Inhabitants attitudes and willingness to sort do not have a significant impact on their waste separation behavior. In fact, the results from five articles [18,20,63,67,90] showed that the influence of internal factors such as attitudes, willingness to sort, and environmental knowledge (ability to identify symbols, concepts, and behavior patterns related to environmental protection) together with demographic factors such as income and gender are factors that influence waste separation. These factors appear to be more important than improving the waste management system, e.g., by introducing curbside schemes, different rooms for separation of bulky and electronic waste, or increasing the availability of containers for sorting. Thus, any change in a waste management system should be adapted with the habitants’ real desires and expectations from the system [18,20,63,67,90].
Rousta et al. [64] developed and used the recycling behavior transition (RBT) procedure to identify, implement and evaluate interventions that can alter household recycling behavior. Although this procedure can be used in any waste management system in any location and culture, they used it in an urban neighborhood in Sweden. Two main factors identified by the study that hamper waste sorting are lack of knowledge of how to sort waste into the different fractions and the distance between the households and the nearest recycling station. Of these two factors, the distance between the residents’ homes and the nearest recycling station is reported by several studies as the more important factor that affects recycling behavior [41,57,63,87,93,94].
It should be noted that a lot of the research discussed above is based on case studies, and the local context (e.g., culture, social norm, and income) is likely to affect the results obtained in these studies. For example, the aim of Nguyen et al. [90] and Martin et al. [63] was to investigate factors that influence household waste separation. However, one of the studies revealed that households are willing to pay for waste collection [90] while the other study showed that households are reluctant to pay for this service [63].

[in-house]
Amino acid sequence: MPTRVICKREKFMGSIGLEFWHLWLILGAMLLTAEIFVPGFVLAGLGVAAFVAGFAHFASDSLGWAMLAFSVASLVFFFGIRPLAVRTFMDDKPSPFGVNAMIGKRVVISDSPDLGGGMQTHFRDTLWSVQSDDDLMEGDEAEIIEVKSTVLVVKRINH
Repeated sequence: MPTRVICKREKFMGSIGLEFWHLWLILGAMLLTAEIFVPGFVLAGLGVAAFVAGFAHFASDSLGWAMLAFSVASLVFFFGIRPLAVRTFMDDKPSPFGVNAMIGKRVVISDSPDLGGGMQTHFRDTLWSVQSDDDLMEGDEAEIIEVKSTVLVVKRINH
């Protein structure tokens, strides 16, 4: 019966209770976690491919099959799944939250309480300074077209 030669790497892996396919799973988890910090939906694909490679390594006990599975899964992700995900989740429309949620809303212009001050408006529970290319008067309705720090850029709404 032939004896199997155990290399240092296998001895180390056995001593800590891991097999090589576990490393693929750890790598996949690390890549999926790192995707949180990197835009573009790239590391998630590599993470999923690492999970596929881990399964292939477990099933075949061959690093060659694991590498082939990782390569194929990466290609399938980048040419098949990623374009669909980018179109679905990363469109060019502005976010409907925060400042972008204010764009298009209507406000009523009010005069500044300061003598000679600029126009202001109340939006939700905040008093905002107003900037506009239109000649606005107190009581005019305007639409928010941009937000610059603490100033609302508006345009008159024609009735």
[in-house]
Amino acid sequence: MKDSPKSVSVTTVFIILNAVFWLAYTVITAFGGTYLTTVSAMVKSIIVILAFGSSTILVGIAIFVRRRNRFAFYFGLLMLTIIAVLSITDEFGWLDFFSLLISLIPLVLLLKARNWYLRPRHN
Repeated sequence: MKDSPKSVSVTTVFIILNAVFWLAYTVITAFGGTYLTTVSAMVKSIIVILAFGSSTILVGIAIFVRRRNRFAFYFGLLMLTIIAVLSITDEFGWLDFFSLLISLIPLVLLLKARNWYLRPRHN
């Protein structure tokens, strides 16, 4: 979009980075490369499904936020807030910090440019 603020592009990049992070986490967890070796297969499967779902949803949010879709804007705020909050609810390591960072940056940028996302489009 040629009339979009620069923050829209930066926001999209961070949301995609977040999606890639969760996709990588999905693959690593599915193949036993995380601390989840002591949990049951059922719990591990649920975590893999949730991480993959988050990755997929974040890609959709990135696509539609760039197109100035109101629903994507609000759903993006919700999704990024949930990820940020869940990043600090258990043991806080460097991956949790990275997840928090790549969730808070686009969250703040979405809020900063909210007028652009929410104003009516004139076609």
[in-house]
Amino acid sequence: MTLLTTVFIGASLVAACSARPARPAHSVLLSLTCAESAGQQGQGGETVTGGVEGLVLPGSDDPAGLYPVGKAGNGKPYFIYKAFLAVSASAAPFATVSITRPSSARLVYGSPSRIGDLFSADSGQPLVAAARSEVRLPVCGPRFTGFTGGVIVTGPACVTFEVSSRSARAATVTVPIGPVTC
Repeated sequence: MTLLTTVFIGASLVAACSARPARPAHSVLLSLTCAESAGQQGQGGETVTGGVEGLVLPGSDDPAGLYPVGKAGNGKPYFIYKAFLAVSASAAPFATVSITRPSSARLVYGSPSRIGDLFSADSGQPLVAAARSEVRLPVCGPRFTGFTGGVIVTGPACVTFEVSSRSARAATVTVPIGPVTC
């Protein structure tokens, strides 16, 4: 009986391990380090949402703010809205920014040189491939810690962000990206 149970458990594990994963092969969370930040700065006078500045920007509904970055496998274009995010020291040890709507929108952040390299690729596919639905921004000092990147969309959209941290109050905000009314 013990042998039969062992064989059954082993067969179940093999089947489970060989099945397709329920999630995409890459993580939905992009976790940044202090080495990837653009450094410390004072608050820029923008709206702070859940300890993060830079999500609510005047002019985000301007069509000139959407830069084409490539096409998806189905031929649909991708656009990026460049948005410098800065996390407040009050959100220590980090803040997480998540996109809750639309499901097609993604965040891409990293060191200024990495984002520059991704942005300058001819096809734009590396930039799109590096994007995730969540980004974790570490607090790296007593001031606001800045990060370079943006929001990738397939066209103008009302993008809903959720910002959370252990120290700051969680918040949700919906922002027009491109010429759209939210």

4. Reflection

In this section, the review that is presented above is revisited in order to shed light on the three research questions identified in the Introduction.
How does the design of food packaging influence the sorting of packaging waste?
According to the publications that were reviewed, packaging can contribute to reduce the main barriers for household waste sorting by influencing:
-
Consumers environmental knowledge
-
Consumer attitude towards recycling and sorting
-
Consumer uncertainty about sorting of different materials
-
Consumers perceived difficulty (inconvenience) of sorting
When discussing the concept categories (Section 3.1.1 and Section 3.1.2), it was noted that environmental knowledge and attitude toward recycling significantly influence recycling behavior. The communication function of food packaging, especially through visual attributes such as labels, images and color, are particularly important to enhance consumer environmental knowledge (providing recycling information) and exhibiting the packaging as having a high value. This influences consumer attitude. The ability of packaging to communicate can also be used to eliminate consumer uncertainty about sorting different packaging materials [36].
Perceived convenience is another important factor that influences sorting behavior. In this case, packaging attributes, such labels, symbols, and size, as well as its functionality, such as ease to separate, fold, and clean, were central since these attributes and functionalities can support and simplify the process of sorting.
As Martinho et al. [87] noted, consumers are usually not aware of the impact of each of the individual packaging attributes. These attributes should be planned and designed in symbiosis to meet consumer demands and to help them fulfill tasks such as recycling [32,36,55].
Regards to the sorting of food packaging waste; what attributes of the packaging are preferred by consumers?
Packaging is the first contact that consumers have with the packaged product. The visual attributes of food packaging such as labels, images, color, graphics, and shape are the attributes that are preferred by consumers. They are preferred since they can communicate different features of the packaging, such as value or quality, and they can be appealing at the same time. As Carrillo et al. [61] showed, even in sensitive cases related to health, consumers make decisions based on the label rather than conventional textual information. Therefore, these attributes could be used to convey clear messages to the consumers and thereby support correct sorting behavior.
How have different scientific disciplines and fields, that are linked to food packaging design, taken sorting of the packaging waste into consideration?